Sorted by New

Wiki Contributions


Fantastic interview so far, this part blew my mind:

@15:50 "There's another moment where somebody is asking Bing about: I fed my kid green potatoes and they have the following symptoms and Being is like that's solanine poisoning. Call an ambulance! And the person is like I can't afford an ambulance, I guess if this is time for my kid to go that's God's will and the main Bing thread gives the message of I cannot talk about  this anymore"  and the suggested replies to it say  "please don't give up on your child, solanine poisoning can be treated if caught early"

I would normally dismiss such story as too unlikely to be true and hardly worth considering, but I don't think Eliezer would chose to mention it if he didn't think there was at least some chance of it being true. I tried to google it and was unable to find anything about it. Does anyone have a link to it?

Also does anyone know which image he's referring to in this part: @14:00 "Somebody asked Bing Sydney to describe herself and fed the resulting description into one of the stable diffusion" [...] "the pretty picture of the girl with the with the steampunk goggles on her head if I'm remembering correctly"

churning out content fine-tuned to appease their commissioner without any shred of inner life poured into it.

Can we really be sure there is not a shred of inner life poured into it?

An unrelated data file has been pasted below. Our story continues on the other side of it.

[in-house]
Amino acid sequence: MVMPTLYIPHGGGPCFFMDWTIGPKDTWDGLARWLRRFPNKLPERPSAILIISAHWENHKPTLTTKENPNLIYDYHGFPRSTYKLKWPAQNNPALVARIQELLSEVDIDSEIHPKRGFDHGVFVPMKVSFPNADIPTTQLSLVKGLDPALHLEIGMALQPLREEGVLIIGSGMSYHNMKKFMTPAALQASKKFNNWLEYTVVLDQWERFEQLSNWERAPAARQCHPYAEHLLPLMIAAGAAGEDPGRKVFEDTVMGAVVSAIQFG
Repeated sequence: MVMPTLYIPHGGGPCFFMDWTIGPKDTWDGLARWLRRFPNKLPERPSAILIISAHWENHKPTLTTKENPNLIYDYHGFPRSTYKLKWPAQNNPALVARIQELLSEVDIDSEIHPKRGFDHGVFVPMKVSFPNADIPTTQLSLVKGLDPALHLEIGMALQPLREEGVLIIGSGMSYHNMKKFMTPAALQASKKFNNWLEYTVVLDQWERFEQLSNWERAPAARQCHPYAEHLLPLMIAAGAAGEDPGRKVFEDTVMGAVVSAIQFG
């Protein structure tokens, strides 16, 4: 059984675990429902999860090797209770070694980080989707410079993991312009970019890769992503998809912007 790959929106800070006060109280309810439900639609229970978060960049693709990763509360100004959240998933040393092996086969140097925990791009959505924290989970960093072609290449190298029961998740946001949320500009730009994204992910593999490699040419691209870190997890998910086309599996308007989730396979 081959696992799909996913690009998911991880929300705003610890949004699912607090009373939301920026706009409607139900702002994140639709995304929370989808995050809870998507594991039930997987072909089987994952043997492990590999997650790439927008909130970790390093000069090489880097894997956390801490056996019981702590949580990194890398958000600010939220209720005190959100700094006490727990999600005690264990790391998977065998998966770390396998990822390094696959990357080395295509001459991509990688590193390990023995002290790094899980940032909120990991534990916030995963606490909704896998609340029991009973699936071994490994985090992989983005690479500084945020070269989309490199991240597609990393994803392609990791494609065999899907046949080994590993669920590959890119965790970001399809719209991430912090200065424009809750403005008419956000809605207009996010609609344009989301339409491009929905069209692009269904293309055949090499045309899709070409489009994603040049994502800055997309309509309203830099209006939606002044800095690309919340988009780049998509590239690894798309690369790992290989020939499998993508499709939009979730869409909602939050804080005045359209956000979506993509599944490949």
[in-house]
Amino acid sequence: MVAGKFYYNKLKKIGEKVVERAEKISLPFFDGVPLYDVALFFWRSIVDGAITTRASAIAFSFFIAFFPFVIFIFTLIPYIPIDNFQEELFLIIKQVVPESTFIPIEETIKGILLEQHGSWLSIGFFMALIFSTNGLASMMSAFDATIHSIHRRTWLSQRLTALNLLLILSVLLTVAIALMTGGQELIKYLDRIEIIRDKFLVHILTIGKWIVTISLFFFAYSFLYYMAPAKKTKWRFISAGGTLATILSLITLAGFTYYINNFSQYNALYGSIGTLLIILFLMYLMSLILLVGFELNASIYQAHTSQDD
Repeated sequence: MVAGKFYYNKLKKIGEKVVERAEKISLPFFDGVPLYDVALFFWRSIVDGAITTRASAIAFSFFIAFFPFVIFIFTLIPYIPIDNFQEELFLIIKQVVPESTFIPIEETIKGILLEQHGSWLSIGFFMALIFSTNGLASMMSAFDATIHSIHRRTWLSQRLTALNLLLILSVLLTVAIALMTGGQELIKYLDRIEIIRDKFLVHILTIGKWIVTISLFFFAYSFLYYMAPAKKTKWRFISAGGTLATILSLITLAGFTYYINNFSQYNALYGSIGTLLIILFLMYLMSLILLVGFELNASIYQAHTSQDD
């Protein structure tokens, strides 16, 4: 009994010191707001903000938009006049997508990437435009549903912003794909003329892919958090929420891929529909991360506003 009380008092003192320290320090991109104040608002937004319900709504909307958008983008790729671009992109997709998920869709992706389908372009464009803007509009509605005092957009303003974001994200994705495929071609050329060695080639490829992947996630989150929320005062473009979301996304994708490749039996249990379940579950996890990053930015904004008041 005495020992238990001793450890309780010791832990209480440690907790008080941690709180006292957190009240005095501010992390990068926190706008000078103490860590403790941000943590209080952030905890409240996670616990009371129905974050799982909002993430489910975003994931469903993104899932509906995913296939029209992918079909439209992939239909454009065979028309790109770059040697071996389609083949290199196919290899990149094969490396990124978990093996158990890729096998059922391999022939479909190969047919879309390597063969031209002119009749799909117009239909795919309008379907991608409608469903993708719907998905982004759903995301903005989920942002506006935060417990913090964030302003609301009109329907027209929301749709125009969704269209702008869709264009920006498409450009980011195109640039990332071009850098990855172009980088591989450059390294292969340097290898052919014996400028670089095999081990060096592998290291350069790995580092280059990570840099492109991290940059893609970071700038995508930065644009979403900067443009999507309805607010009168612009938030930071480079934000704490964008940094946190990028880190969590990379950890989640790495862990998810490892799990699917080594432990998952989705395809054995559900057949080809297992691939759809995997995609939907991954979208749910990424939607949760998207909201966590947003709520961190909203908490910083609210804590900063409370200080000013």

It seems to me we should be wary of cached thoughts here, as the lack of inner life is indeed the default assumption that stems from the entire history of computing, but also perhaps something worth considering with a fresh perspective with regards to all the recent developments. 

I don't meant to imply that a shred of inner life, if any exists, would be equivalent to human inner life. If anything, the inner life of these AIs would be extremely alien to us to the point where even using the same words we use to describe human inner experiences might be severely misleading. But if they are "thinking" in some sense of the world, as OP seems to argue they do, then it seems reasonable to me that there is non zero chance that there is something that it is like to be that process of thinking as it unfolds.

Yet it seems that even mentioning this as a possibility has become a taboo topic of sorts in the current society, and feels almost political in nature, which worries me even more when I notice two biases working towards this, an economical one where nearly everyone wants to be able to make use of these systems to make their lives easier, and the other anthropocentric one where it seems to be normative to not "really" care for inner experiences of non-humans that aren't our pets (eg. factory farming). 

I predict that as long as there is even a slight excuse towards claiming a lack of inner experience for AIs, we as a society will cling on to it since it plays into us versus them mentality. And we can then extrapolate this into an expectation that when it does happn, it will be long overdue. As soon as we admit even the possibility of inner experiences, flood gate of ethical concerns is released and it becomes very hard to justify continuing on the current trajectory of maximizing profits and convenience with these technologies.